To be fair to Keynes, he did not seriously mean this nonsense. It was an intellectual provocation to make his point about deploying underutilised resources.

As Keynes wrote: “It would, indeed, be more sensible to build houses and the like; but if there are political and practical difficulties in the way of this, the above would be better than nothing.”

Keynes’ followers, however, were more literal-minded – and reached for the shovels.

Since this Government has proved to be useless at building “houses and the like” (think KiwiBuild and light rail), it has moved to building an esoteric private school hosting a DNA activation seminar, holy ceremonies and crystal plantings. Ohmmm.

Though shovel-ready, this exercise is just as useful as building pyramids, burying banknotes and creating earthquakes.

It is not what Keynes had in mind, but it is the best his disciples can come up with these days.

If only they realised that when you are in a hole, you should stop digging.

Sweden, mortality postponed
Joel Hernandez | Policy Analyst |
Some countries have clear advantages during a pandemic. For instance, New Zealand is surrounded by a thousand-kilometre moat.

On the other hand, Sweden’s obvious disadvantage was its proximity to Northern Italy, one of the first Covid-19 hotspots outside of China and a common destination for Swedes on ski holidays.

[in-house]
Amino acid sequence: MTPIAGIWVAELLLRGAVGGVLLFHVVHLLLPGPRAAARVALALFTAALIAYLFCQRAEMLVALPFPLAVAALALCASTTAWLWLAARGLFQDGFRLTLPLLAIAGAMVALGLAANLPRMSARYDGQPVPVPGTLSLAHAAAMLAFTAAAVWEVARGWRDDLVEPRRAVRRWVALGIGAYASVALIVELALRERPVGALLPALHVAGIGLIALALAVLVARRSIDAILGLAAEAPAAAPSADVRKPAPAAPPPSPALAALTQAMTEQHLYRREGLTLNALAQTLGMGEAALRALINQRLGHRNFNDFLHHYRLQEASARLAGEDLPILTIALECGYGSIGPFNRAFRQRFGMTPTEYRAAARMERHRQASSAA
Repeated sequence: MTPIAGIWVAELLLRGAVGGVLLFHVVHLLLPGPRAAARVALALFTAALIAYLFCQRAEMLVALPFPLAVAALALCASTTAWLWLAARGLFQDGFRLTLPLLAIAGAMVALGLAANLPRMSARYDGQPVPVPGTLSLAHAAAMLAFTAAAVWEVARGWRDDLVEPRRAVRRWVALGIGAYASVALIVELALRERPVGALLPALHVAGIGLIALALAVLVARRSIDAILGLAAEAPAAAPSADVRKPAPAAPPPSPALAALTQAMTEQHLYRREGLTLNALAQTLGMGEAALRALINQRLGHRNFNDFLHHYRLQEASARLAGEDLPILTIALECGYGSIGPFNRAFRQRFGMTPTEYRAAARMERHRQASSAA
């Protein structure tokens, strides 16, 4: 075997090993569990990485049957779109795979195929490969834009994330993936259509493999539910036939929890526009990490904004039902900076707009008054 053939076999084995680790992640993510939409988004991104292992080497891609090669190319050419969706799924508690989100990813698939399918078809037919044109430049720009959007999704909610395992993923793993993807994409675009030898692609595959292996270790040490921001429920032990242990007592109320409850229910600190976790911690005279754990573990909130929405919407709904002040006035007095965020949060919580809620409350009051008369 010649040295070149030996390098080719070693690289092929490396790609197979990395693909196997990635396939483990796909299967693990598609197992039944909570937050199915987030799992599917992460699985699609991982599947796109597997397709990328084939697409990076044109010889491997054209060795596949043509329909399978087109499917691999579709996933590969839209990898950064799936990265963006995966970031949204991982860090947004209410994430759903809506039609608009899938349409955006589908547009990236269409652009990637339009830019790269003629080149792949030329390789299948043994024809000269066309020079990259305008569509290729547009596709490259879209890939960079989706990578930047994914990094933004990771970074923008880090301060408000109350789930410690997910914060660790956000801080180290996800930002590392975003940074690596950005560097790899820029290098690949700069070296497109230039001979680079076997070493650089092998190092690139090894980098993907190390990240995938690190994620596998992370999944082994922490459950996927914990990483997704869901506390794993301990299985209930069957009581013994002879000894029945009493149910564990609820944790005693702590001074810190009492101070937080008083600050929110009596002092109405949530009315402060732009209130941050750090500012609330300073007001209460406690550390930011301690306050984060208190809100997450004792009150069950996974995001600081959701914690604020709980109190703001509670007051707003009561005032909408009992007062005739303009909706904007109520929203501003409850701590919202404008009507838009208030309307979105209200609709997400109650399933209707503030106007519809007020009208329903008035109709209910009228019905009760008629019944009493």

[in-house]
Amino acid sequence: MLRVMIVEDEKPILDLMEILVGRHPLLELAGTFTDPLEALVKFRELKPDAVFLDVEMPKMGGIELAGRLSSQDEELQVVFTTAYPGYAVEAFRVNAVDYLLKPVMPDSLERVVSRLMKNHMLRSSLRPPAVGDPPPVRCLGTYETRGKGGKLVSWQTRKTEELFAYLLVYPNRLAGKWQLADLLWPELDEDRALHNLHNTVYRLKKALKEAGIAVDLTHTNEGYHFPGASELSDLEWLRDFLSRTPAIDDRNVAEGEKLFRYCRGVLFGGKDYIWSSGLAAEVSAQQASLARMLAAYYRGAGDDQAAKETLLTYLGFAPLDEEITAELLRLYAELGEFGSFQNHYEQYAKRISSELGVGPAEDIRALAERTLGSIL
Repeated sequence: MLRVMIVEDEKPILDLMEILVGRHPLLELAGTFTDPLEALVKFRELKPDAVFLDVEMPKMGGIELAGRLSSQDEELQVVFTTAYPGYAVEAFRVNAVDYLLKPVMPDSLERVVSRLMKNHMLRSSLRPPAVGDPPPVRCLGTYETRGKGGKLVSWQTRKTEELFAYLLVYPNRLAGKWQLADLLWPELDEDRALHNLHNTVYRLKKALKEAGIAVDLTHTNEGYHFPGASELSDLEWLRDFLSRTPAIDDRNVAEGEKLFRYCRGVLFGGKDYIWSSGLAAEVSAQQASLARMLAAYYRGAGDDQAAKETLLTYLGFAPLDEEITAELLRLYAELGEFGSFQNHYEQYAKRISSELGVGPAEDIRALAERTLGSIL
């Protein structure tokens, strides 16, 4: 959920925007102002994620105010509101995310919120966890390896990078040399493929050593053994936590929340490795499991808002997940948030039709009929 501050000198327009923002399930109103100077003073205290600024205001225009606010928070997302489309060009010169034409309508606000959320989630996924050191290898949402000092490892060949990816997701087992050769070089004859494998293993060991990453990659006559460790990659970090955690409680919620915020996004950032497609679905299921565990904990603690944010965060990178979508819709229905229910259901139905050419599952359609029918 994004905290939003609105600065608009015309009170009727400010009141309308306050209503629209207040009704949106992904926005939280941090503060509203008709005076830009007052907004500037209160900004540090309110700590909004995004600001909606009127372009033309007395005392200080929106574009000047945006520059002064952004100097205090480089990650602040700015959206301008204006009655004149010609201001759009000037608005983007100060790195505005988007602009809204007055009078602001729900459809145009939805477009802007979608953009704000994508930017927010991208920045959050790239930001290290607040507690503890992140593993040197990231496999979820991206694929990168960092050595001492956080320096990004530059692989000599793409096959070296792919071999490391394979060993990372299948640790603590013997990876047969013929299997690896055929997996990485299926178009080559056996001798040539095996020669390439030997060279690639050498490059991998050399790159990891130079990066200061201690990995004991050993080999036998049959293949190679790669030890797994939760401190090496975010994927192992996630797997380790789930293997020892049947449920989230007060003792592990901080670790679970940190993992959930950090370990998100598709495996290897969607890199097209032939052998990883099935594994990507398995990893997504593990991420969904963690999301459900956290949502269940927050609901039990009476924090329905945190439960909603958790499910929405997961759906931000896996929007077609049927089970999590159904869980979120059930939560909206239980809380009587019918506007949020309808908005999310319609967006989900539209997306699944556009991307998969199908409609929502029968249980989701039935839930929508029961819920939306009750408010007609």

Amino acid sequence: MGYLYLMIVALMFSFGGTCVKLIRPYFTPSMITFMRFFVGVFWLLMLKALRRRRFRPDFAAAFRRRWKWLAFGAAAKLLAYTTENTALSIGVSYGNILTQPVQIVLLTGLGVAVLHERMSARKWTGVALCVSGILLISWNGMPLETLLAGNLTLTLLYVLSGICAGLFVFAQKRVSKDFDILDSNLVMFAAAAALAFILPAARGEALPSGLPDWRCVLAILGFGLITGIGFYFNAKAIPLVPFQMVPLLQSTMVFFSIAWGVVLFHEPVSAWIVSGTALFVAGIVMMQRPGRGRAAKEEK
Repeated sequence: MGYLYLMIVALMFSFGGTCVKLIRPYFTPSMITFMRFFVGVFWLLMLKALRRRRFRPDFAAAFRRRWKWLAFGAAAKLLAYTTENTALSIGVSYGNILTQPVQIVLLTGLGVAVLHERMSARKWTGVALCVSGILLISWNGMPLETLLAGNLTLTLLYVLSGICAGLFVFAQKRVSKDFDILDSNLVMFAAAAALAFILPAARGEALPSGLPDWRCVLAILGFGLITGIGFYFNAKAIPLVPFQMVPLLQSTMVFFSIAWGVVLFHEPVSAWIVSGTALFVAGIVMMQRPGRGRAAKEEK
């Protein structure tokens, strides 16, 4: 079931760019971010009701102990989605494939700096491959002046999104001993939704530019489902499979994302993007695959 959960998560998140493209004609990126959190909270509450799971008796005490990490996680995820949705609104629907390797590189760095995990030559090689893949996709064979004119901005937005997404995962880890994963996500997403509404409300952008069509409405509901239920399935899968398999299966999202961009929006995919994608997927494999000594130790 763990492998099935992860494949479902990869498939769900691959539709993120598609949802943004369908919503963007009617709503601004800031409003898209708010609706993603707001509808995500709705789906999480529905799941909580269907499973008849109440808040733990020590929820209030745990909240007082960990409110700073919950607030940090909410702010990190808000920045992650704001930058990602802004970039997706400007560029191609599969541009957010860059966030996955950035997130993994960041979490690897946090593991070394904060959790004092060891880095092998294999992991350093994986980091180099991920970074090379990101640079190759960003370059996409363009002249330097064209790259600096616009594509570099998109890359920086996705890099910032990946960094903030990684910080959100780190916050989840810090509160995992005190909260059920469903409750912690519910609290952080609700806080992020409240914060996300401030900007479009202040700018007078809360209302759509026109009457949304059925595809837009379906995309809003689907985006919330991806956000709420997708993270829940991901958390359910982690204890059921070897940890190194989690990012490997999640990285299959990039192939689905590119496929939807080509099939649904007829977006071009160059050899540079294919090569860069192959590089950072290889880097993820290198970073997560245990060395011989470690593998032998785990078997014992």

However, research from Washington DC-based George Mason University show it can be the less obvious shortcomings that can hurt the most during a pandemic.

In their recent working paper, 16 Possible factors for Sweden’s high Covid death rate among the Nordics, the data reveals over the last several years Sweden experienced low mortality influenza seasons and hundreds of elderly and vulnerable Swedes did not die of the flu.

As a result, Sweden’s annual mortality rate fell from 9.3 to 8.7 deaths per 1000 between the years 2016/7 to 2018/19 – a drop of 0.6 deaths/1000.

Authors Klein, Book and Bjørnskov suggest Sweden had nearly 4000 “additional” vulnerable people (or 0.4 deaths/1000) among their population of 10 million heading into 2020. They apprehensively refer to this as Sweden’s “dry tinder” situation.